“That was funny, you’re quite SHARP!”

        “You just caught me in the NICK of time.”

        “I shave my head with a Shick, wanna touch it?”

        “What has two thumbs and a no 5-o’clock shadow? THIS guy!”

        • Adam McFarland says:

          There was one time that my friend (another Schick engineer) and I were at a party. It was at his apartment complex. The girls who just moved in a few doors down invited us earlier in the day when they saw us walking in to his place.

          One of the girls asked us what we did. She was totally not sober. She was like “I use Schick!” and then ran upstairs and grabbed a Gillette razor to show us. We pointed that out to her, and the conversation sort of stalled. I turned my attention to the TV where a college football game was on.

          A minute later another guy walks in and joins our conversation. She asks him what he does and he says he is a grad student at Yale, doing research on curing cancer. She goes “my grandmother died of cancer, you could have totally saved her!” (again, not exactly sober here). She walks away with this guy never to talk to us again. She then spends the rest of the night hanging all over this guy she just met, telling him how amazing he was for doing such important work.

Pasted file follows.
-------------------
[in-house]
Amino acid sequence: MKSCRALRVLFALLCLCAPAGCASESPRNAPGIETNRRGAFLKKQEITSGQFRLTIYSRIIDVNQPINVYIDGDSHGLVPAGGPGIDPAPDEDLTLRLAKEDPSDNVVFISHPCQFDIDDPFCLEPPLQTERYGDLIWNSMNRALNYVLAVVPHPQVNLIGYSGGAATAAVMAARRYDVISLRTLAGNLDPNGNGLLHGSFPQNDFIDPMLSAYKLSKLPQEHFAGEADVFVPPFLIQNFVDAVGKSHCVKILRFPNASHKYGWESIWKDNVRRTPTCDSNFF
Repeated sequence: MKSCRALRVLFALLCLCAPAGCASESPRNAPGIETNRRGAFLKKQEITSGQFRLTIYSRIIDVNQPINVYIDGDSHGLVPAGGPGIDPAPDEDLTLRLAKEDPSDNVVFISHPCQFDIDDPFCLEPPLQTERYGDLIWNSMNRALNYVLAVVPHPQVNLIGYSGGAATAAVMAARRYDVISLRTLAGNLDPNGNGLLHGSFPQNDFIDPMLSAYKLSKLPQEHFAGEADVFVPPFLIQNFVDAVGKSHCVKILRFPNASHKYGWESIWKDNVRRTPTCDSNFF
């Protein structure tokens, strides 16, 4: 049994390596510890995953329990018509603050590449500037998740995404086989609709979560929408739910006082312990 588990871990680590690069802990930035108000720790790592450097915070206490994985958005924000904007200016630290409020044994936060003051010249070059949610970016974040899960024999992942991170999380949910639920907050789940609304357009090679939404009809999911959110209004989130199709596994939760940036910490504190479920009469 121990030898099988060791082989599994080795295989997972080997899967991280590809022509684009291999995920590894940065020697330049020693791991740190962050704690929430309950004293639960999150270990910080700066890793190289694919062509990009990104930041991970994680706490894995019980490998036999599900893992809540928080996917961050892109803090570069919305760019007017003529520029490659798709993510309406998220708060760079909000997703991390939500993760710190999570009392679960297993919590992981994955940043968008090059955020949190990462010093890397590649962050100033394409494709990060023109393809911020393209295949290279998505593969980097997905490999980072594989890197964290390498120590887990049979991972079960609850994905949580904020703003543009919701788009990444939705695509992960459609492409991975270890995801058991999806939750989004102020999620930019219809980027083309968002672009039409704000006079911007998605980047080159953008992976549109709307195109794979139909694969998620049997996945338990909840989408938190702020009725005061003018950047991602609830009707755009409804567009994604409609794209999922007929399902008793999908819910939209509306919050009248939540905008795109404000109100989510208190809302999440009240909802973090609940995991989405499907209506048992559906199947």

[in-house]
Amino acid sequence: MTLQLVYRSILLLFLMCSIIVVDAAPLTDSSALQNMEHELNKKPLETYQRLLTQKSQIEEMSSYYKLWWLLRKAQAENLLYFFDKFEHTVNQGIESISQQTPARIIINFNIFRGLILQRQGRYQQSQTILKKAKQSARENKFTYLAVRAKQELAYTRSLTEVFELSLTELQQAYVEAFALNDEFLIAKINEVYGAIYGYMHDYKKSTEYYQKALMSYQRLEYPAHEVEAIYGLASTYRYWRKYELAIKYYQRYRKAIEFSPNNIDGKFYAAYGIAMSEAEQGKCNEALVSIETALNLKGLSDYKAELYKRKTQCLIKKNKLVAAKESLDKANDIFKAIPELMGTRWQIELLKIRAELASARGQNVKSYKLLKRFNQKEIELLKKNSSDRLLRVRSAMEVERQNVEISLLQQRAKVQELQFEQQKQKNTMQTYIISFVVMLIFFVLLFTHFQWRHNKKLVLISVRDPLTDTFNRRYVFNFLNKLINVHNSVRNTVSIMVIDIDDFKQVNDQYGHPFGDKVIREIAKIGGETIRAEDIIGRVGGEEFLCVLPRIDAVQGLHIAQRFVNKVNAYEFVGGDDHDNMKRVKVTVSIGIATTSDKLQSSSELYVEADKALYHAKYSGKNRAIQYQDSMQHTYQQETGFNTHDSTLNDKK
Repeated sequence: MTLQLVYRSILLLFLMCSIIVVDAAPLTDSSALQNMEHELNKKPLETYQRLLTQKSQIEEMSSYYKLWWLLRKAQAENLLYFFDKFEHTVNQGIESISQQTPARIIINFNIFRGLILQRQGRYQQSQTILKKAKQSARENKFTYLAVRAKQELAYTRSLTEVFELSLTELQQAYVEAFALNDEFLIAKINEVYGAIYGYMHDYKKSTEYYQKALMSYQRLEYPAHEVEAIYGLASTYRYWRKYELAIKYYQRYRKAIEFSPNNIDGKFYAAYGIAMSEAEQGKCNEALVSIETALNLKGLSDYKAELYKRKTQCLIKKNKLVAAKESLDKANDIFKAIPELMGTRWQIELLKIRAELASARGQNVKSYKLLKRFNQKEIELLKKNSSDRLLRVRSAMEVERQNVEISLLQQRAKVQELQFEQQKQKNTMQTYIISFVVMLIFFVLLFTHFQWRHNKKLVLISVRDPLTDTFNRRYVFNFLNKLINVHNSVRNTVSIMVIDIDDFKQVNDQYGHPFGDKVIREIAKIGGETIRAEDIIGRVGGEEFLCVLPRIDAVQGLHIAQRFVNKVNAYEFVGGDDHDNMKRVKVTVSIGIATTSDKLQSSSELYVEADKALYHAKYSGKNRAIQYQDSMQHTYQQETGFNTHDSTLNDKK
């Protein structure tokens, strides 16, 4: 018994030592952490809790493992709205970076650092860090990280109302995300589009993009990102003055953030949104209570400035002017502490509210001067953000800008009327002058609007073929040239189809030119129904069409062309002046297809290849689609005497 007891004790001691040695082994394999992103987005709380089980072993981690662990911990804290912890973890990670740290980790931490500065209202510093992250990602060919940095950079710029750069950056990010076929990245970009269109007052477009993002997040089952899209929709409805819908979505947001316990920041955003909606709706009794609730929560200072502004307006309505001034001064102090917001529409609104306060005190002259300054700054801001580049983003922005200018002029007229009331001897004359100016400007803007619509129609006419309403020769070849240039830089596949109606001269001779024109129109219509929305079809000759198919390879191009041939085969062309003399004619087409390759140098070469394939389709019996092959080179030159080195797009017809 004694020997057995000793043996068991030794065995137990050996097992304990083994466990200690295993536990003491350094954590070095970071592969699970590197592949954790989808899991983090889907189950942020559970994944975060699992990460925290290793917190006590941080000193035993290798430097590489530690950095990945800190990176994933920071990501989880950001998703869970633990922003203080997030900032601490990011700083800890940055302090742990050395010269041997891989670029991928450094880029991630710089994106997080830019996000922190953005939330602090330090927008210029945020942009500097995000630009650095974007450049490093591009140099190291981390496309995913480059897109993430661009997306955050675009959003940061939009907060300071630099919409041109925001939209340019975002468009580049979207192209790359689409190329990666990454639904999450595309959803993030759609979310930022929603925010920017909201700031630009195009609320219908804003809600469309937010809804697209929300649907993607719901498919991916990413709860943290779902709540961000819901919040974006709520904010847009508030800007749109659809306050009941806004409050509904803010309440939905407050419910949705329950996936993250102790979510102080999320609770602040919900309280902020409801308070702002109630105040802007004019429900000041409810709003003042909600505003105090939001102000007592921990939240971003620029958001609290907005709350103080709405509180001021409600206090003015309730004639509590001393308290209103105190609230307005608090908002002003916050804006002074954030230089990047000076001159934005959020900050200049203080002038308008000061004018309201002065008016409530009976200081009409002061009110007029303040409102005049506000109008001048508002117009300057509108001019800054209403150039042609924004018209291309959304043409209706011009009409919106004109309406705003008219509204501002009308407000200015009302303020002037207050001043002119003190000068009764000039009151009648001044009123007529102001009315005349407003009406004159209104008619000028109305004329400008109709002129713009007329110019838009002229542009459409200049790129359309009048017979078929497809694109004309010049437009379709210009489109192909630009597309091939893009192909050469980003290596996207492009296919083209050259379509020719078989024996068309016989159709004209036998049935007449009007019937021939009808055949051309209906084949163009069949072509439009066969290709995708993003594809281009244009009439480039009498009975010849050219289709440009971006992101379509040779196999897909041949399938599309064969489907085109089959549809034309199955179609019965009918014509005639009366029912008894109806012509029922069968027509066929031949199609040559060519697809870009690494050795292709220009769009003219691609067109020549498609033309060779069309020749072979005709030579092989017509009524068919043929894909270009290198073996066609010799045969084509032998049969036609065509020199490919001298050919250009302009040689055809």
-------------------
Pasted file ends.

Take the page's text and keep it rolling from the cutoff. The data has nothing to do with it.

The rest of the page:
Now THAT is a profession that girls dig. Razor engineer? Not so much.

  5. Dale says:

    Hey Adam,

    As one of the people who recently quit his job that you mention in the second paragraph, thanks for this post! I did a little secret telling myself at the Corporatepreneur. It’s great to see how far you’ve come. I re-read your post for 2006, and it’s amazing the parallels I can draw (right down to the competing consumer products companies!). I sure hope to continue that parallel to get to the successful point where you are now.

  6. […] answer was “mostly yes.” Yes because I successfully left my career 5+ years ago and have never since needed any other source of income beyond my own business. By my standards, […]